Tuesday, August 13, 2013

In Buxton: August 12, which will live in song and story

The bombshell I left you on when we last spoke was actually a nine pounder bombshell - it was that we were going to see the first Pinafore of the festival.

It was very good. The Irish pro company did it, with a few principle parts overlapped with their Mikado (not major ones though) and a full overlap of chorus. Poor chorus! That's incredibly rough. Still, this is what they get paid for. And if we hadn't been told we would never have guessed, because the precision was as good as if they'd been doing nothing but rehearse for weeks.

I'm going to rush a bit here, you'll see why in a minute. Anyway, you can check Chris's blog if you want to know about Pinafore.

So I woke up on Monday morning with nothing much on my mind. Open Clippy, look at emails. Oooooh, there's another message in a Certain Conversation. I opened it with some trepidation, because, unlike 99.99% of all emails (or 99% if you ignore spam ones) it was the sort of email conversation which could have a lot of bearing on my future life.

Let me just say that it is a fortunate girl indeed whose father trusts her judgement. It's also a fortunate boy indeed who applies titles to girls of that description. I wasn't expecting to apply the magnificent title of girlfriend to Asha until after getting home, but after an unexpected green signal (clear normal speed) and a hurried email home to get a proceed order, the we were under way with permission to run as far as the junction with the main line.

From there, of course, the day couldn't possibly get any better. Not even with a performance of Gondoliers done by the St Andrews Uni G&S group which includes so many of our favourite Buxtonian friends.

It was a very good Gondoliers. Our lovely Kate was Casilda (call it typecasting if you will, since we sang Happy Birthday for her 21st just before our rehearsals started), and successfully broke up all the fights between her parents like a good Casilda should. Marco and Giuseppe were Savoynetters too, and I'd have to say they're the best M&G I've ever seen - each individually of sufficient talent to play their parts (which I've seen before) and as a pair they looked similar enough to pass as brothers (which I haven't).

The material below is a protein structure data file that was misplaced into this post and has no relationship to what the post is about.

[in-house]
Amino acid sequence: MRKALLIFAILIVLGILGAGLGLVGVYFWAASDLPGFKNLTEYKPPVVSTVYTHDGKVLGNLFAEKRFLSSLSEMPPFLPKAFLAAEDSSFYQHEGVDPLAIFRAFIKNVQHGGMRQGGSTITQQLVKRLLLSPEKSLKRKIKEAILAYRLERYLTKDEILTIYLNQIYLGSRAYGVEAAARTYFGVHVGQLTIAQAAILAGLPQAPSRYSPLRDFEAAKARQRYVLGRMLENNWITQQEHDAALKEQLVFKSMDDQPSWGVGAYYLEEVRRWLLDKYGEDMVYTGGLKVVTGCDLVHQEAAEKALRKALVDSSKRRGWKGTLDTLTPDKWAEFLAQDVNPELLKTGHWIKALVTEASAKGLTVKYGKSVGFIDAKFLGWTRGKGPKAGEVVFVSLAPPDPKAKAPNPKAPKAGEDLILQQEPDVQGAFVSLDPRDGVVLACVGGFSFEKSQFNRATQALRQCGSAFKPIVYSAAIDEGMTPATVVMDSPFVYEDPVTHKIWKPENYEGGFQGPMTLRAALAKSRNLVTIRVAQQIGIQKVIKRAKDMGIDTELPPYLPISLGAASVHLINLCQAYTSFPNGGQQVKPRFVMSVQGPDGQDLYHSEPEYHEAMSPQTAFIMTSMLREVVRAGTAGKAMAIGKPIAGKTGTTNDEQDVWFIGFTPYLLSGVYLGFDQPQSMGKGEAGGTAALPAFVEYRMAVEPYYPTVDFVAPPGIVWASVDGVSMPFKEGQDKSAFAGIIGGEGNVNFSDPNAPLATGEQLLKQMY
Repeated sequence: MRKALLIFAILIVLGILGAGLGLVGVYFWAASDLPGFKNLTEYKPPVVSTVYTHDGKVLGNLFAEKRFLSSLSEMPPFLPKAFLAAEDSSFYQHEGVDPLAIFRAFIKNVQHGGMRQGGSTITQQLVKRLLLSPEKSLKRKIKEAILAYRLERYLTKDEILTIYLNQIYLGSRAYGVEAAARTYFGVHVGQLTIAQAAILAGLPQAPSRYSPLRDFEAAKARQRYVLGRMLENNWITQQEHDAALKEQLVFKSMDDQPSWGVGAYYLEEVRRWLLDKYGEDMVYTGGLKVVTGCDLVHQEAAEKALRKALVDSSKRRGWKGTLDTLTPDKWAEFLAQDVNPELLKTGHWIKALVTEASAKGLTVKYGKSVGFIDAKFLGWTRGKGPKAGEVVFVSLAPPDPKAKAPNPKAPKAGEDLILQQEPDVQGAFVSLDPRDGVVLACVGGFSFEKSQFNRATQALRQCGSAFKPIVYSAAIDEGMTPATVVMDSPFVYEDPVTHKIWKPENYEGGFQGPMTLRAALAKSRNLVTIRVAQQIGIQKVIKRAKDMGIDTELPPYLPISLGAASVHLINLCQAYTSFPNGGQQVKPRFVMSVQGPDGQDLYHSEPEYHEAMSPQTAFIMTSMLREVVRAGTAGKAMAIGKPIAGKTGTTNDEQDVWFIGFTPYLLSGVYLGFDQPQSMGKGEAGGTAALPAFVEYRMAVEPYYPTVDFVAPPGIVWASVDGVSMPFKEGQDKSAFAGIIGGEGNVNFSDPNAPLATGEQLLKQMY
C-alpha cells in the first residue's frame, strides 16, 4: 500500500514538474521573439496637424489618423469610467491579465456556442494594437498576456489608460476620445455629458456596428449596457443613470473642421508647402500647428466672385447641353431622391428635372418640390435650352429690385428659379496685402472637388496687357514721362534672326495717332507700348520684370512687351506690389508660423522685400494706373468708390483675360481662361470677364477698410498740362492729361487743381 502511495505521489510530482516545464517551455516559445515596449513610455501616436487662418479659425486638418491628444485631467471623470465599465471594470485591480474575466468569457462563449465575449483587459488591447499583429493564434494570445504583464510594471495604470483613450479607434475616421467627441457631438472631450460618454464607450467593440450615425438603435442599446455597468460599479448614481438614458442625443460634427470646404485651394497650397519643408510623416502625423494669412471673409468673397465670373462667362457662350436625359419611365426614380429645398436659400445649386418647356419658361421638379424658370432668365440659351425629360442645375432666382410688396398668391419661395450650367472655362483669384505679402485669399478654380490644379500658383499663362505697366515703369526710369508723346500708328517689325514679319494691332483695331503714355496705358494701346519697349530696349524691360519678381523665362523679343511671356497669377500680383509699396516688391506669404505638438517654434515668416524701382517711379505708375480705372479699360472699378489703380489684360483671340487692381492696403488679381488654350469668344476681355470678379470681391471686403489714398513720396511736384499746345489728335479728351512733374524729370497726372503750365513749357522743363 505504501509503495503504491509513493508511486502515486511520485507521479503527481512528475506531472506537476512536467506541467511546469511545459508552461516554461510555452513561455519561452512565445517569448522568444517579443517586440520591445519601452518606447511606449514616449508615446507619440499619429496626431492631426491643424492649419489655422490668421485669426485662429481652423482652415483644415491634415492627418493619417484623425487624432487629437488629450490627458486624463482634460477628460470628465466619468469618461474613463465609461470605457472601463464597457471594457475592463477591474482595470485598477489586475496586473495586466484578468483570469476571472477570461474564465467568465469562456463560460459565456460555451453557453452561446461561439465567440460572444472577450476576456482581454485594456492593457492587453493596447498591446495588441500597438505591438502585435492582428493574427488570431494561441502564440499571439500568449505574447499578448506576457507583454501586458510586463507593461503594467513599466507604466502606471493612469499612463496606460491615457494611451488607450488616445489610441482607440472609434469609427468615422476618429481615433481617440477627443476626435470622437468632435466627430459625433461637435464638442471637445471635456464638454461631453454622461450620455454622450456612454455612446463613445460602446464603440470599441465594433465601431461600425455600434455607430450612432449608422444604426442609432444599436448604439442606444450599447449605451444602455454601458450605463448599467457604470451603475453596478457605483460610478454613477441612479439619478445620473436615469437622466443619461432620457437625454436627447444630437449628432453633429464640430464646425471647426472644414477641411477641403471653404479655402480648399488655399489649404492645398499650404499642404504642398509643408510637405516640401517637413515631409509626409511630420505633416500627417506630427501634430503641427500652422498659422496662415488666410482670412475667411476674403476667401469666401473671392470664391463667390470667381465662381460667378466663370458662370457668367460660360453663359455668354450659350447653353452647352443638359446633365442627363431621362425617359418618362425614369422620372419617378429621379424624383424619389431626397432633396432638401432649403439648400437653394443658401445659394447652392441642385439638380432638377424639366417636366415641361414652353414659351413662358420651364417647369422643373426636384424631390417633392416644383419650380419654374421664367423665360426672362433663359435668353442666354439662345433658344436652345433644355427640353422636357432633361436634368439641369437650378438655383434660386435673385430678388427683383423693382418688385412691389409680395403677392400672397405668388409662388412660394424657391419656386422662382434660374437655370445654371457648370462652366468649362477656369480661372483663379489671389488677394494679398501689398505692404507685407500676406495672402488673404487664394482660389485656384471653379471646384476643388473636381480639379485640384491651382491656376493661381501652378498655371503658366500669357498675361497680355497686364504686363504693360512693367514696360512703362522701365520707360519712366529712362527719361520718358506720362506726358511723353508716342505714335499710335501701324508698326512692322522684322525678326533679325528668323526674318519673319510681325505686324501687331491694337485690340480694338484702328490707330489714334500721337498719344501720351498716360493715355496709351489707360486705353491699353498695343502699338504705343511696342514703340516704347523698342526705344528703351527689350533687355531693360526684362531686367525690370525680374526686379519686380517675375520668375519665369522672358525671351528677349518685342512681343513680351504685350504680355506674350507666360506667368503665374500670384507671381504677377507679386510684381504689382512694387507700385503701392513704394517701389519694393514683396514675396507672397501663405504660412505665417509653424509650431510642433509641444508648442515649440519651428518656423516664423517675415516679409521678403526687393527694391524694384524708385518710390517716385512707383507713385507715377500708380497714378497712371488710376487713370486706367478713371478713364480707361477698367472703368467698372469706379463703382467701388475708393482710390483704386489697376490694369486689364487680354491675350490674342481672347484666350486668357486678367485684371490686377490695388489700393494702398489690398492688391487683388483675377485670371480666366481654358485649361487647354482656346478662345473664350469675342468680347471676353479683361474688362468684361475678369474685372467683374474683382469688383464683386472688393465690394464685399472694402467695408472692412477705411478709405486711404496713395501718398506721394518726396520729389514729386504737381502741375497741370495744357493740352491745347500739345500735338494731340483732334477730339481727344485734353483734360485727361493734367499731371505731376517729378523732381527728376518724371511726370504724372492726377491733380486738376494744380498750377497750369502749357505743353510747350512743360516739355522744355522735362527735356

Unfortunately the PAC doesn't lend itself to a stunning lighting design to match the stunning performance. Also the tiny orchestra is a slight disadvantage (although this one was orders of magnitude better than some we've seen in UniFest). The show deserved to go into the Opera House!

Home and dinner. As we ate Chris grilled me (if that's not an excruciating pun) as to what may have triggered this change in my condition. He hadn't been watching the antics over video chat, you see, or he'd have wondered why it took so long.

Incidentally, out of consideration for everyone I will be operating under http://xkcd.com/684 rules. As I write on Tuesday morning there are six days to go.

And so to the Opera House as usual. A group by the name of Grosvenor, at the festival for the first time. And with a name like that how could they bring anything except Patience?

As we stood up to sing God Save the Queen I realised that even though my nose keeps making rude noises to itself every now and then my voice is almost back to normal. Yay!

When the curtain rose we were amazed to see the minimalist design style taken to such a length that the only things on stage were a bust of Bunthorne and a divan to sit on. Everything else was bare - no false floor, no floor cloth, no flats. Just a backcloth.

The director was obviously a big fan of the aesthetic movement because the costumes and mannerisms of Bunthorne and his adoring fans were spot on. Unfortunately the rest of the show suffered - dialogue wasn't acted, and in the songs most of the long notes weren't given their true value. The dragoons did a good acting job though - which made it a shame there weren't enough of them.

The cabaret in the Festival Club was something to see. First the St Andrews group did theirs, which was conventional but of a very high standard - including audience participation, which is always a plus. Lots of "our" people were involved.

Then the Grosvenors did theirs. Well, they say that to stick in people's minds you have to do something new. I have no idea how they knew what was same-old-same-old so they could avoid it, but they did. Some of it was mash-ups of G&S songs, which were of very high quality in rhythm and rhyme. Then there were songs and non-musical skits from other genres, recast with a G&S theme. In all I would have to say it was one of the best cabarets we've had in the Club, and that is high praise indeed.

I took an early night, because with no rehearsals to attend and shows being technically optional, I had a chance to gunzel! How best to get to Newcastle to revisit the Tyne & Wear Metro? Get up early and catch the 6:53 train.

So here I am on one of Cross Country's Voyager sets. The tilt mechanism is working perfectly, with just enough cant deficiency that I feel the curves as we thunder through them at 200km/h. So far I've been on a Sprinter and a Class 185, and seen several freight trains and a steam-and-47-hauled luxury heritage train. I'm making good use of the in-seat power points to ensure I don't suffer any flat batteries in Newcastle, and enjoy the inestimable privilege of being right at the front of the carriage where there's seats with extended leg room which also line up with the window.

We're due in to Newcastle in about ten minutes. The Tyne & Wear deserves a post of its own, so I'll wrap it up here. For news as it happens, with photos complete, check Facebook or Google Plus.

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